A synopsis of Authors of the Leading Indices:

Case Shiller's David M. Blitzer, Chairman of the Index Committee at S&P Indices:

Nationally, home prices continue to rise at a 4-5% annual rate, two to three times the rate of inflation. While prices in San Francisco and Denver are rising far faster than those in Washington DC, New York, or Cleveland, the city-to-city price patterns are little changed in the last year. Washington saw the smallest year-over-year gains in five of the last six months; San Francisco and Denver ranked either first or second of all cities in the last five months. The price gains have been consistent as the unemployment rate declined with steady inflation and an unchanged Fed policy.

The missing piece in the housing picture has been housing starts and sales. These have changed for the better in the last few months. Sales of existing homes reached 5.6 million at annual rates in July, the strongest figure since 2007. Housing starts topped 1.2 million units at annual rates with almost two-thirds of the total in single family homes. Sales of new homes are also trending higher. These data point to a stronger housing sector to support the economy. Two possible clouds on the horizon are a possible Fed rate increase and volatility in the stock market. A one quarter-point increase in the Fed funds rate won't derail housing. However, if the Fed were to quickly follow that initial move with one or two more rate increases, housing and home prices might suffer. A stock market correction is unlikely to do much damage to the housing market; a full blown bear market dropping more than 20% would present some difficulties for housing and for other economic sectors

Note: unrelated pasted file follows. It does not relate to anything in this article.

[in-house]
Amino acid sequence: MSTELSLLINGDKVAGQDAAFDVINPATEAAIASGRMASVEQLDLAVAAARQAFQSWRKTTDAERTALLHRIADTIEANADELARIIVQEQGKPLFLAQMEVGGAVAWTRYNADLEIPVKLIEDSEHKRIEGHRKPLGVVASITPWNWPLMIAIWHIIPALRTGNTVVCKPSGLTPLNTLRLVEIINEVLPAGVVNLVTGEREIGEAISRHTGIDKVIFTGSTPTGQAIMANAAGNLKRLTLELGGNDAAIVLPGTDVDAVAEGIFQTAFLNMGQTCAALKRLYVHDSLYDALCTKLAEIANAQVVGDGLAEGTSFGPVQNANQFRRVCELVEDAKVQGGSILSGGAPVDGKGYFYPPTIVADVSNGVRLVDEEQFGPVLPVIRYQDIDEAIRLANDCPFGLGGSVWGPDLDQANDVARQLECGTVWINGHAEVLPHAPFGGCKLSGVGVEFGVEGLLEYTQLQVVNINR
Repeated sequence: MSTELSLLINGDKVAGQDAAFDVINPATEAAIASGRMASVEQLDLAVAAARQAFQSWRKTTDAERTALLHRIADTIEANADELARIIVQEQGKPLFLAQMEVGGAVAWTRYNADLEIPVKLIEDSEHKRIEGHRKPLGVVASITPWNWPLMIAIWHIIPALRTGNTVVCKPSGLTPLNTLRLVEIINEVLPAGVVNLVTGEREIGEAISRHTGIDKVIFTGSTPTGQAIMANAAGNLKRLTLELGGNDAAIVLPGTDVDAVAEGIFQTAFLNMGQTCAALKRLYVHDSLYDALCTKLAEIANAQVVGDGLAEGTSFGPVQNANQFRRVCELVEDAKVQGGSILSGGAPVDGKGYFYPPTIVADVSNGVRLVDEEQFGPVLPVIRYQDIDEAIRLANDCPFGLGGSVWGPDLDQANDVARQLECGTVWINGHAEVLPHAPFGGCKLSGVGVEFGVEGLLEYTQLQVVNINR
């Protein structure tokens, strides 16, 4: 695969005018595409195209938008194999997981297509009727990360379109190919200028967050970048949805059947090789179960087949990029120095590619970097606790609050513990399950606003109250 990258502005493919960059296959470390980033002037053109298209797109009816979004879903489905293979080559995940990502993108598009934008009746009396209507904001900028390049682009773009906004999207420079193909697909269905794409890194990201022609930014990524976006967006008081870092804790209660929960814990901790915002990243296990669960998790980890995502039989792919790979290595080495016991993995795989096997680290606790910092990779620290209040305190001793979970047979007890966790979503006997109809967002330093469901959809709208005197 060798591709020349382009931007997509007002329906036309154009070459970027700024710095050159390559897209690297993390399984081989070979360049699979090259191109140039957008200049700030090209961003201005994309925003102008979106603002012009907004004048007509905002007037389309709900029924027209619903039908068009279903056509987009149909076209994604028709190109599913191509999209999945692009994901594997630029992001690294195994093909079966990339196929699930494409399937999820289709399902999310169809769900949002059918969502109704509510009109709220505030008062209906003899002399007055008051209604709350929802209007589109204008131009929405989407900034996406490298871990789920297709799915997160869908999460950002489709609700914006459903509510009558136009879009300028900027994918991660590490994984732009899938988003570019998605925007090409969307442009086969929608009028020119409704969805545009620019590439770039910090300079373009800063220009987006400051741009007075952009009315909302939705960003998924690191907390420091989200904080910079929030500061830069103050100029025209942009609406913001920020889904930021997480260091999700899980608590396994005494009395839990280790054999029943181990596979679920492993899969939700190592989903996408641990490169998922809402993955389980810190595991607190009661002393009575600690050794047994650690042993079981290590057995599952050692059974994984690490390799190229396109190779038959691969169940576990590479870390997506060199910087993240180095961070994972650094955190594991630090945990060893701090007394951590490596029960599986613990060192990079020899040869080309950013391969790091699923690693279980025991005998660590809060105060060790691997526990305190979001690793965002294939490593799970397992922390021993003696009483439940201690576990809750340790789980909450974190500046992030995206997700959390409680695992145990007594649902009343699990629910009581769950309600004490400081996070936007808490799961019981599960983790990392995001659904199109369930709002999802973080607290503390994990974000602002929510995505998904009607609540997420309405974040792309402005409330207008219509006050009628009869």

CoreLogic believes low inventories are spurring rising home prices (June Data). Per Dr. Frank Nothaft, chief economist at CoreLogic and Anand Nallathambi, president and CEO of CoreLogic: